Psychoanalytic psychotherapy looks at how the past repeats itself in one's life and how unhelpful patterns of relating and behaving interfere with living a fulling and meaningful life. This is conducted in a professional, therapeutic relationship that is empathic, respects personal subjectivity with curiosity and awe, has compassion, and allows you to be you. The aim is to develop a deep emotional understanding of your life and what holds you back. It is therefore an emotional experience and understanding and not a process of being intellectual about your life and problems. It is typically suited to persons who place a high value on personal development, growth, and personal improvement and want to know themselves much better, feel better, and get more out of life. 

Short-term or long-term therapy

I primarily tend to provide long-term psychotherapy, however I also provide short-term psychotherapy. Typically short-term psychotherapy consists of somewhere between 6-20 sessions once or more a week. It is usually helpful if one has previously enjoyed reasonably adequate psychological health and functioning and their problems have been of short duration, with a clearly identified onset, and a limited set of symptoms.  Short-term psychotherapy is much more limited in its scope and is generally confined to dealing with one or two specific problems.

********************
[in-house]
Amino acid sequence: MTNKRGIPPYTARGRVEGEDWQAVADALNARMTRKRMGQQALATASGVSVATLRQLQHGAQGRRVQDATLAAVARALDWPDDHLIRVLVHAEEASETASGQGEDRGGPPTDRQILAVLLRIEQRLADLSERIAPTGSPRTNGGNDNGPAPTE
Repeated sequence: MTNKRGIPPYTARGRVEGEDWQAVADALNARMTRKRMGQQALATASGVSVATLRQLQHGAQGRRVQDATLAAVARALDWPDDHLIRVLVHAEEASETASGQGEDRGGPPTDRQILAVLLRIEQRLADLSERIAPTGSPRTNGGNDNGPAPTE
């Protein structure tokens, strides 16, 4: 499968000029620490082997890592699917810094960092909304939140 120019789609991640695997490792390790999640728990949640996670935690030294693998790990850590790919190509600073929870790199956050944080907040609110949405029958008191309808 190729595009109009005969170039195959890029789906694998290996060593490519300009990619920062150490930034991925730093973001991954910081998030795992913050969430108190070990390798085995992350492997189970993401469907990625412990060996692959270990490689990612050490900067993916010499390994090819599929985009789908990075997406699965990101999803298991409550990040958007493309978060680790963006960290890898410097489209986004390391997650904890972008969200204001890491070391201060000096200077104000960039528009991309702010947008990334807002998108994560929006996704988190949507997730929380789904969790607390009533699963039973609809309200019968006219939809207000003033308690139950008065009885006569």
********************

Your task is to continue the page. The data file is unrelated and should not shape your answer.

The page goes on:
Long-term therapy is what I primarily offer and tends to consist of 40 or more weeks of treatment, with sessions occurring once or more a week. This is typically indicated if one's difficulties have been of longer duration and involve repetitive patterns.

Evidence for Psychoanalytic/psychodynamic psychotherapy

There is growing evidence that psychoanalytic/psychodynamic psychotherapy is an effective treatment for a range of psychological difficulties and is often found to be at least as effective as CBT when the two therapies are compared in research studies. Furthermore evidence tends to suggest that the benefits of psychodynamic psychotherapy may be longer-lasting than many symptom focussed treatments, and that the gains made in psychoanalytic psychotherapy increase over time. Some of these findings still require further research. Below are some links relating to the evidence for psychoanalytic/psychodynamic psychotherapy.


British Psychoanalytic Council, Psychoanalytic Psychotherapy What is the evidence ?

The Efficacy of Psychoanalytic Psychotherapy, by Jonathan Shedler (Published in American Psychologist)

A summary of some of the evidence for psychoanalytic psychotherapy (This is from the International  Association for Analytical Psychology)

Let the Evidence Show: Psychodynamic Therapy Provides Lasting Benefits (Published in Psychology Today)

Psychodynamic Psychotherapy (Published in Psychiatric Times)